Why do I need to keep learning to be a great enterprise architect?

By July 17, 2020 EA Practice Advisor

I am always curious to understand why people don’t want to learn to be the best they can be.  I suppose I am curious by nature, but more importantly I love solving problems.  The bigger and uglier, the better the rush!  That’s what has pushed me to keep learning.

With a big blast of adrenalin, off I run to first understand the problem, and then run off again to find the best solution possible.  Bold, brassy solutions that shift the status, none of this ‘pecking dirt with chickens’ material.  If you are going to do something bold, invest all your energy in making a big difference.

It is these big hairy problems that have driven me to keep learning and building my skills sets.  I haven’t waited for my company to pay for my ‘training’, I’ve sought people who are more clever than me and cornered them in conversation so that they may impart their knowledge and wisdom.   I have also sought out training courses to do, that the company will pay for, so that I can develop new skills and apply them quickly to reinforce what I had learnt.

What frustrates me is when colleagues have not invested in their own development, and I have to become the teacher and guide while trying to problem solve at the same time.  The worst is when they cling to outdated ways of working and then criticize me for not toeing the company line when the company CEO is telling us we need to modernize.

The best courses I have done have been ones where I have learnt in practical ways, using cognitive learning approaches.  The benefits, outlined below, of cognitive learning have been well researched:

  1. Develops problem-solving skills
  2. Improves comprehension
  3. Improves confidence
  4. Improves long-term learning and instills a love of learning

So, the best way for us Enterprise Architects to learn is not just reading a book, or watching an online video, it’s through a workshop that allows you to practice.  Thankfully with technology today, we can do these workshops virtually, allowing you to have a deep cognitive experience.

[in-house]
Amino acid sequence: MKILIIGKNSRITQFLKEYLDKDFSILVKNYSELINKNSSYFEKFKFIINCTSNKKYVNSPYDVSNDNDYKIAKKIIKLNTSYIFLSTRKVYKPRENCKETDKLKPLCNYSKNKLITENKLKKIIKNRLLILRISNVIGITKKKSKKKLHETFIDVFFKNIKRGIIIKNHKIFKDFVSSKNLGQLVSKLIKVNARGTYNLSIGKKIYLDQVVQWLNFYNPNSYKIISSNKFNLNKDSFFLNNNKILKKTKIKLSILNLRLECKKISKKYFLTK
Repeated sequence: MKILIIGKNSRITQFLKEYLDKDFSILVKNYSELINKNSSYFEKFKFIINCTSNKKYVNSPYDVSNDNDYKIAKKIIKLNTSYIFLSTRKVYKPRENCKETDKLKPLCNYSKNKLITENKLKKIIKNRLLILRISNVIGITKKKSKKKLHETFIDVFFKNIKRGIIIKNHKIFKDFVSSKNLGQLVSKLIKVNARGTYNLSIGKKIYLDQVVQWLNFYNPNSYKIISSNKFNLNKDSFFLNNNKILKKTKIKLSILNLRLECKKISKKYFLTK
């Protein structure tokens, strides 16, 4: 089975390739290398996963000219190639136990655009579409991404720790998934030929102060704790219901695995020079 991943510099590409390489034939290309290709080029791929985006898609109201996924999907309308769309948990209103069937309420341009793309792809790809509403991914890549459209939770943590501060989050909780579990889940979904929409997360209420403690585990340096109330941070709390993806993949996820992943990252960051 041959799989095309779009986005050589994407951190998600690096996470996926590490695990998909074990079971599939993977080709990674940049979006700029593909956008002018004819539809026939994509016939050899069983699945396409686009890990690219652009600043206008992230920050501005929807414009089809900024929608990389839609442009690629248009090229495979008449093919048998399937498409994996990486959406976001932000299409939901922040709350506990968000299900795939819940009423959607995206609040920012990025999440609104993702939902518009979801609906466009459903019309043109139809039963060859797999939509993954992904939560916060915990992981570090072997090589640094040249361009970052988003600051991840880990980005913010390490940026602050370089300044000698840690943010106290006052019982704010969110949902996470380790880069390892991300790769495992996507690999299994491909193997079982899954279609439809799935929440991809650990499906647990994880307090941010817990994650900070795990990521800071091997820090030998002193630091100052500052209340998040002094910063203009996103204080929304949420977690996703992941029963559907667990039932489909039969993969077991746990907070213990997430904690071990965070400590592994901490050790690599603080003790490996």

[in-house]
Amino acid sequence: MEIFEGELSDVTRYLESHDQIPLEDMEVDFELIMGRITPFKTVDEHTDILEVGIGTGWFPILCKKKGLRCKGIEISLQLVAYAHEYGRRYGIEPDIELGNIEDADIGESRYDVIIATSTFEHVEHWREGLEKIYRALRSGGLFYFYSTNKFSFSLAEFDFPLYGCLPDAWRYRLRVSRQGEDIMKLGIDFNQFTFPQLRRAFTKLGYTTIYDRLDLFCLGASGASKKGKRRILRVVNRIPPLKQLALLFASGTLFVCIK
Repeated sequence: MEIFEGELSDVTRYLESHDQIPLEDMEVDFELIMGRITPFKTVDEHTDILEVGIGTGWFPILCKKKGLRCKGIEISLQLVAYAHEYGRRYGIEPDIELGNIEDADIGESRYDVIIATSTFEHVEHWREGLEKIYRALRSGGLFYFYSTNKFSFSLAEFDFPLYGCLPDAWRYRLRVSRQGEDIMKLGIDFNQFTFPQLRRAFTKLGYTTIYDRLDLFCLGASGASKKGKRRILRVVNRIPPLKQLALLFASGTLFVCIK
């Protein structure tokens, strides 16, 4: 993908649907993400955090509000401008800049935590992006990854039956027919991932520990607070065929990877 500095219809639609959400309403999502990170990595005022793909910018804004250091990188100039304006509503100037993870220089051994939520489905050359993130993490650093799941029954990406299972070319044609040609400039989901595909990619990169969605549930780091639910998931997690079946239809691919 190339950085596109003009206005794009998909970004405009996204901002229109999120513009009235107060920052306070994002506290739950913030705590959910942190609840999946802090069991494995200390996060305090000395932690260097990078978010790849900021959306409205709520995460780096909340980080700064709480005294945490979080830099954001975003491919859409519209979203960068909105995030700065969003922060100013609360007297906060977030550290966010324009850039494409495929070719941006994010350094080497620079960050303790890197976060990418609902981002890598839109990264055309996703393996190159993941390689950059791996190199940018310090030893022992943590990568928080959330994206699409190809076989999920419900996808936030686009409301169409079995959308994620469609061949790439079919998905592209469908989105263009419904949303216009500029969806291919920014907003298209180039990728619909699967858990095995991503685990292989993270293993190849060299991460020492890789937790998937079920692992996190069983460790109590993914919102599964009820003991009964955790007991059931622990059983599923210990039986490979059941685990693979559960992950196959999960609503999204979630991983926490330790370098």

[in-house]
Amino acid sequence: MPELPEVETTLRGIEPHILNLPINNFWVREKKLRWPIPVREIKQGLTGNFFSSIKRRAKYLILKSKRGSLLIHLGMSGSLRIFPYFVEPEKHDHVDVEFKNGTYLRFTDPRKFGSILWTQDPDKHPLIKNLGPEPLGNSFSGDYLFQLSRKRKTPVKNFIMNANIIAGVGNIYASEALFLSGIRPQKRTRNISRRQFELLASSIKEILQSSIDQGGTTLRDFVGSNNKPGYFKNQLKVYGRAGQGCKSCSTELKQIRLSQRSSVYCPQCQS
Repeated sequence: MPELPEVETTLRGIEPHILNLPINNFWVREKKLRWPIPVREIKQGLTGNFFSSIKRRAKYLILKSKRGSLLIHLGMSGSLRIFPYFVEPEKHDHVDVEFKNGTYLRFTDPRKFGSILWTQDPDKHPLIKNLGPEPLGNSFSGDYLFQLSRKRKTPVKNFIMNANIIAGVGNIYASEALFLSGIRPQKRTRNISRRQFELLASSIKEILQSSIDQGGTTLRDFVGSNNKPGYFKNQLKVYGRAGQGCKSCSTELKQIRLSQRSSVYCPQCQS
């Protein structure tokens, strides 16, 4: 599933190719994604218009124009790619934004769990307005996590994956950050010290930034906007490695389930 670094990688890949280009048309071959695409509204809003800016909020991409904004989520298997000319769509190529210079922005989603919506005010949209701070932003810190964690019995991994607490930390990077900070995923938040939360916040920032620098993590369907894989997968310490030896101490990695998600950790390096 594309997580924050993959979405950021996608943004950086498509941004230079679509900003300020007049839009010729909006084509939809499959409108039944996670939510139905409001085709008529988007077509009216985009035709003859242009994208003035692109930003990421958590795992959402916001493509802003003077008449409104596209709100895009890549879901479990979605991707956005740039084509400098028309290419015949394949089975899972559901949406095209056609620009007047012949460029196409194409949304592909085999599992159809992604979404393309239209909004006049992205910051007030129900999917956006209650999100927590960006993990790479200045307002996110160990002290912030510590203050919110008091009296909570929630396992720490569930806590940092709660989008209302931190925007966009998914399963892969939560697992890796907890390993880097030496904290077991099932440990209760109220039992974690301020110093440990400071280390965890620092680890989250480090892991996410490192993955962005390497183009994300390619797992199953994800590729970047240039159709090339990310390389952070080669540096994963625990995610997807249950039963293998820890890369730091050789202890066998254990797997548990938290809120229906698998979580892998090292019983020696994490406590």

The fact that you have come to this site means that you have been curious, you are searching for knowledge and hopefully given that you are at the end of this article, you have learnt something new, or understood something better.

So tell us below, what are some of the best learning experiences you have had that have helped you on your journey to being a great Enterprise Architect!


 

Don’t forget, we also want to know the subjects that are causing you professional pain. Please email your questions to advisor@eapj.org, and we’ll select one for a future advice column. The EA Practice Advisor team is here to help!

2 Comments

  • Avatar Mark Goetsch says:

    Bruna Latour in An Inquiry into Modes of Existence (2013) recounts how a climate researcher was in a discussion with some industrialists when one of the industrialits quiped “But why would we believe you instead of others. The climate researcher replied “If we don’t trust the institutions of science, we have a problem.

    I see this as the problem with enterprise architecture today. Many believe that the institutions are not relevant and that they know better. As Latour added in his writing, what do they base this on? That is the question? There is no point in learning it the institutions have no value. Why get an MBA, MS, or Doctorate when the trust value is considered equal no matter what the education or experience.

    Finally one individual suggested that enterprise architecture can only be found within the collaboration, hence even the experts have no value. Even a top enterprise architect, who has made millions for their clients, is not worth that much because it was only a reflection of the collaboration.

    So there is no value to learning more. The true value is getting a certification in the shortest possible time.

    • Avatar Advisor says:

      Hi Mark

      The challenge is also that some people believe that by just turning up to work, their customers should trust them. Trust needs to be earned and that means being open to learning from your customers and elsewhere to build that trust. But to take it even further, without trust, you cannot have collaboration. When you do achieve this, the results is a partnership! That’s the goal that every architect should aspire to – how do I become a partner, where I have a seat at the table with my customers. Topic for another article.

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